OWEN & OSCAR
WHY WE CAN TANGLE WITH EM'
Two brothers are running on down the wheat fields with the sun in their chest
They're hollering about the sky, and the clouds, and how the air smells like Ma's perfume when she's goin' down the road in her pretty little Sunday dress.
"it's fresh," one says
"It's new," the other says,
They're climbing up and over the fence that skirts the barn, and they're grabbing each others arms and legs
because the fence's got teeth and it bites at their black skin and it makes them howl louder than the coyotes that come by and eat up their hens.
"Careful," he says, and he's got the big brown eyes and the big full lips that make girls weep. "Don't scrap your knee."
"Okay", the other says and he's got his father's smile and his mama's eyes that make his grandmama want to hit him.
they're holding hands as they follow the trail beyond the fence, they're holding hands because Mama says 'true brothers hold hands.'
"Owen," Oscar says.
"Do you know Jessica?" he ask. "The pretty little white girl with the long legs and long hair?"
"Yes," Owen says. "I know her, she's the daughter of the baker down the street."
Oscar nods. "Well," he says, and his light up. "You won't believe what she told me the other day."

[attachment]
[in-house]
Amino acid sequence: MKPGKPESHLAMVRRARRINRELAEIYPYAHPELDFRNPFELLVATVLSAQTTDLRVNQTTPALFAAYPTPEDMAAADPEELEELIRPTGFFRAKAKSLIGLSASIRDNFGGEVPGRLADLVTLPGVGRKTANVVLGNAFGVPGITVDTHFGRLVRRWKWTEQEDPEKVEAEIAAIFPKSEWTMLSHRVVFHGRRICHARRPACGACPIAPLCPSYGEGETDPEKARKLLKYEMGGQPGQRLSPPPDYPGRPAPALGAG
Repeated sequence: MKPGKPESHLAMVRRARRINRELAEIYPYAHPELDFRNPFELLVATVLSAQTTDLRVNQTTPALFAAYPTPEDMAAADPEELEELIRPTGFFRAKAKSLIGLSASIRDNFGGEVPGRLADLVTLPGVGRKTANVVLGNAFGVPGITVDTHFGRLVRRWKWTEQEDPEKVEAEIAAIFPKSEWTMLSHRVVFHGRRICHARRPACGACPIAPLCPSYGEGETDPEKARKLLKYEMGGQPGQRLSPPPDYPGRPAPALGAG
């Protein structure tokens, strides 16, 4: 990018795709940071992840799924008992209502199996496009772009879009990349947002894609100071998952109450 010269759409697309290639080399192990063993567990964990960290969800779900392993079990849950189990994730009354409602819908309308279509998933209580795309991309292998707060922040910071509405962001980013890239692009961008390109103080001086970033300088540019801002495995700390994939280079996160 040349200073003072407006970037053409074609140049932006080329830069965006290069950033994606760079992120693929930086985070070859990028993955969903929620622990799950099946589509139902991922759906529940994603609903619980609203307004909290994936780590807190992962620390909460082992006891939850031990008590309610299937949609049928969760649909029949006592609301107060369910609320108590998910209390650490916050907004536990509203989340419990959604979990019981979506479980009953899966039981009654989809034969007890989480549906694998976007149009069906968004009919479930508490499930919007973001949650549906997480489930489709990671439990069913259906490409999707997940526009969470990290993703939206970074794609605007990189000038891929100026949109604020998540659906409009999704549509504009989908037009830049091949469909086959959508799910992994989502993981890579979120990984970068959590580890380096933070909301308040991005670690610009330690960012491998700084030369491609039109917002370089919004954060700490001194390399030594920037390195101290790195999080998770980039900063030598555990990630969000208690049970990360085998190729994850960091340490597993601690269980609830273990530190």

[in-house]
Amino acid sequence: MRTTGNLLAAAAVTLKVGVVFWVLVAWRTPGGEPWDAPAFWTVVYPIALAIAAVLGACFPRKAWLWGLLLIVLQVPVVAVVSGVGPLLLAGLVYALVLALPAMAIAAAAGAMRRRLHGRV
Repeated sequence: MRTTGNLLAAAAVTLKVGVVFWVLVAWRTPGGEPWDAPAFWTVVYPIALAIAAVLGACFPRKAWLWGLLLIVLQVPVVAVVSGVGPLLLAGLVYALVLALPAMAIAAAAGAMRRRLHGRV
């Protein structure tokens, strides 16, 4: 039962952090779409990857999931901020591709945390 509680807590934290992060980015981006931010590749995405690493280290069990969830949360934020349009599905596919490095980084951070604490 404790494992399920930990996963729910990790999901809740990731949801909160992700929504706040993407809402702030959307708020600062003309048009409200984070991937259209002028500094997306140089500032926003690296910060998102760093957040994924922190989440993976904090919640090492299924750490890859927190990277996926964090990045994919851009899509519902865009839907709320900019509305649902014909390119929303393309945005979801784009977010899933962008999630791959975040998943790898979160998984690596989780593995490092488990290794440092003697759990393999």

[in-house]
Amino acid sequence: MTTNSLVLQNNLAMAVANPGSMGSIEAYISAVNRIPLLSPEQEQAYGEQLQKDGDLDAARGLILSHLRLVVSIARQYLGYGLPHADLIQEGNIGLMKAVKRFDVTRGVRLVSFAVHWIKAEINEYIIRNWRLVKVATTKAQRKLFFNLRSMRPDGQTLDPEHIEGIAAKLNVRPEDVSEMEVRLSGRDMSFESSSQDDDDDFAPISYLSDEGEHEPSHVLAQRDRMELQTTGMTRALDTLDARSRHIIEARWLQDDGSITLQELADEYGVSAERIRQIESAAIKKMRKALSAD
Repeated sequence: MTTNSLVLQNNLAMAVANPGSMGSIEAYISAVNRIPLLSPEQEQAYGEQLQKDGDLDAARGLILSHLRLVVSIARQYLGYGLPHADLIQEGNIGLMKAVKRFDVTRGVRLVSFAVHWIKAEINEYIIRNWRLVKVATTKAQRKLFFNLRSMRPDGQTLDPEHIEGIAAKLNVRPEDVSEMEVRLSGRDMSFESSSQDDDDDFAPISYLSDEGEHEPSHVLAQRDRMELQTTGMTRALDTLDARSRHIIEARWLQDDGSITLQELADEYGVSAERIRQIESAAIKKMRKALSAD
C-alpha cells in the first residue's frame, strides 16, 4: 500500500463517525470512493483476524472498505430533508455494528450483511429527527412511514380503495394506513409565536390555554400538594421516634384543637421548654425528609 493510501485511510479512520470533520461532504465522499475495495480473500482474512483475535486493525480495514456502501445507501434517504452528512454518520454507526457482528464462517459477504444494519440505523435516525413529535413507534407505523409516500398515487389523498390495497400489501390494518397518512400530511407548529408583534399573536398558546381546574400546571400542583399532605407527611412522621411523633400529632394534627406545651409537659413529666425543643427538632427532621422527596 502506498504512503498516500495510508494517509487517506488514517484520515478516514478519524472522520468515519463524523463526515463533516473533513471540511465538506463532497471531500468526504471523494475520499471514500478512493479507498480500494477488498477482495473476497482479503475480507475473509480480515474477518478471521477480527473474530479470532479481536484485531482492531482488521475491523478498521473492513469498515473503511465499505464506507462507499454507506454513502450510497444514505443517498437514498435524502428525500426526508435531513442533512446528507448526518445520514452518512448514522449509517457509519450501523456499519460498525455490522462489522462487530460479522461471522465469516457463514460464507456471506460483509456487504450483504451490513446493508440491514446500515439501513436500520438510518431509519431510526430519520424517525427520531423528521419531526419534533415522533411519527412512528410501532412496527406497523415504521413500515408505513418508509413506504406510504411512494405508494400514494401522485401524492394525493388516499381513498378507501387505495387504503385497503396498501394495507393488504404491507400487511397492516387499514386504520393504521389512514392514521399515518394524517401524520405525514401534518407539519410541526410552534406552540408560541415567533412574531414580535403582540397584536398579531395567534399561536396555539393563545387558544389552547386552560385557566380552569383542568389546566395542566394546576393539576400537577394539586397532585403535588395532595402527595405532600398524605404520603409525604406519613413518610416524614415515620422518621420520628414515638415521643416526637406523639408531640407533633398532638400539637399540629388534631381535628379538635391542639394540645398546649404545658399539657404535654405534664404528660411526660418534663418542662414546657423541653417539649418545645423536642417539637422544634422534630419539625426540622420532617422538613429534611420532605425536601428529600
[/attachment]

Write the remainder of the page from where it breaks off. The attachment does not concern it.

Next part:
Owen grins. "What'd she tell you the other day?" he asks. "What'd she tell you?"
"She said she wanted my number." Oscar chirps and his big brown eyes are looking bigger cause they're twinkling.
"She said she wanted my whole number, and she said she wanted to put it real snug in her contacts, she says she'll call me up every night."
"What's she gonna call you about? What's you guys gonna talk about?"
Oscar grins smugly and shrugs. "Stuff,"
"Stuff like what?"
"Like grown up stuff, things grown ups talk about, y'know."
Owen scrunches up his nose. "You ain't grown. Oscar. Mama says the Lord tells you when you're grown."
Oscar shrugs again. The trail snakes around trees that tower above them like their father; tall and mighty and ageless, they take up all the space.
They keep crowding them up.
"Does ma know," Owen says, and his brothers face pinches. "Does mama know you're calling up a white girl?"
"No," he says. "No, mama doesn't need to know everything I do, Owen."
"No," Owen says. "No, she don't. Be she goin' find out even if you hide it, and then she'll be angry cause you did hide it."
"You don't know that."
"I do," Owen says, his tongue flicking off things that mix with hate and irritation. "I do and you know I do, Oscar."
Their hands unclasp as they meet the end of the trail. Owens got a something nasty building up in his mouth.
And Oscars got a poison running down his bloodstream.
(TO BE CONTINUED.)